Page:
Connections to Other Books

The Winter children do not appear in any other books by Noel Streatfeild. However, because The Painted Garden features the Fossil family, and briefly the Children's Academy, it has connections with a number of Noel's other books.

The most obvious of these is Ballet Shoes, Noel's first book for children. It is in this book that we are first introduced to Pauline and Posy Fossil, as well as Sylvia and Nana (all of whom Rachel meets in America). In addition, Madame Fidolia, who has a major role in Ballet Shoes, appears briefly in The Painted Garden.

Other books featuring the Fossil girls, and the Children's Academy, are Curtain Up and Apple Bough . They also appear in several short stories: "What Happened to Pauline, Petrova and Posy" and "Coralie".

It has been pointed out to me [thank you Rebecca Harrison] that there is a possible additional connection between Curtain Up and The Painted Garden. Early on in The Painted Garden, there is a passing reference to another ballet student at the Academy called Miriam: " 'I bet you get chosen. You and, of course, Miriam and Sylvia, Frances, Audrey and Annette.' The six were all small and considered in the school exceptionally promising" (The Painted Garden, 1949:26). It is possible that this is meant to be Miriam Cohen, who was 8 in Curtain Up and would therefore be about 12 or 13 in The Painted Garden.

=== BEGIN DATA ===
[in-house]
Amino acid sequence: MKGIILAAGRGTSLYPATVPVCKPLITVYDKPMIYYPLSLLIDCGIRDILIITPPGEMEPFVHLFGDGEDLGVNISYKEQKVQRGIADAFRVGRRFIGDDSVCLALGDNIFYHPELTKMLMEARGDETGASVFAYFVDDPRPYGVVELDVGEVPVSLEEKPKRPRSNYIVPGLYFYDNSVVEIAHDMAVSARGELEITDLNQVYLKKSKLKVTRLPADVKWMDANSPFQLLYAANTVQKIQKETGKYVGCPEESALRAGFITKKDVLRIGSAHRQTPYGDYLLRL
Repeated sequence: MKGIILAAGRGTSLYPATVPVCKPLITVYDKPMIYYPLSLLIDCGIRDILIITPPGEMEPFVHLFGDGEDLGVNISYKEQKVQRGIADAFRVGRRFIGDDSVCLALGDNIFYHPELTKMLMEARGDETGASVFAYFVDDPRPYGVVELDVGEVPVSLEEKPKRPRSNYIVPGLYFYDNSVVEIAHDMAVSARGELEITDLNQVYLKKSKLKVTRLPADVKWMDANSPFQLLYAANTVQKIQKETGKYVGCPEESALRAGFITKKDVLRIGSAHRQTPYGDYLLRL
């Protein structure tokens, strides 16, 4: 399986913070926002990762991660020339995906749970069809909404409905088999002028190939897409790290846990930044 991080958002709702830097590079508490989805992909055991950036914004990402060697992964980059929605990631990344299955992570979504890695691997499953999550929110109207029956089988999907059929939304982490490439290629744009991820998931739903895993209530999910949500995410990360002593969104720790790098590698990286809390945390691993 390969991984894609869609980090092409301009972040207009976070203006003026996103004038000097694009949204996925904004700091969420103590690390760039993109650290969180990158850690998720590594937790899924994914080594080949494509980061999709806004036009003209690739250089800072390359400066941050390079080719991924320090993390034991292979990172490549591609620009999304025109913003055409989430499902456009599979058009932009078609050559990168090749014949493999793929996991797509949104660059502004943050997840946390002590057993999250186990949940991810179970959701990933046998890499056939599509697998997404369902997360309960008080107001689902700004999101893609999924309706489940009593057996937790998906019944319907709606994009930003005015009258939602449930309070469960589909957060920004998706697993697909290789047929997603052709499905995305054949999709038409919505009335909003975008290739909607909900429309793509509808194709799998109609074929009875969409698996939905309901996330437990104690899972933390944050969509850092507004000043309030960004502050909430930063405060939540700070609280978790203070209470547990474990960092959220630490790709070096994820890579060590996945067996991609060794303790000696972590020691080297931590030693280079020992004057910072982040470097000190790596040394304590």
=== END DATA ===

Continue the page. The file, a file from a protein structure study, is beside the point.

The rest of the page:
Aside from this, The Painted Garden/Move Shoes has no connections to the other "shoes" books.


After Party Frock, Noel felt that she had run out of ideas. She says in Beyond the Vicarage that it was "as if something had dried up in her brain" (1971: 184). However, with wartime restrictions easing, it was now possible for her to return to her pre-War approach of thoroughly researching new subjects for her books. Her agent suggested that she take a trip to America. She could visit her publishers in New York, but travel by the "long sea route" (via Los Angeles) and research a new book, with a film background. In fact, Noel was not able to have this itinerary (travel was difficult, as all the ships were taking American troops home), but in 1947 she set off on a boat for New York, and then travelled overland to Los Angeles.

Noel visited film studios in Hollywood, and in particular spent several weeks observing the filming of The Secret Garden, in which child star Margaret O'Brien played the character of Mary Lennox. Angela Bull says that Noel "watched the film children doing lessons, having costume-fittings, giving press interviews, rehearsing, and, of course, filming. ... She filled her notebook with every aspect of studio life" (1984:190).


(This section contains "spoilers" for those who have not read the book.)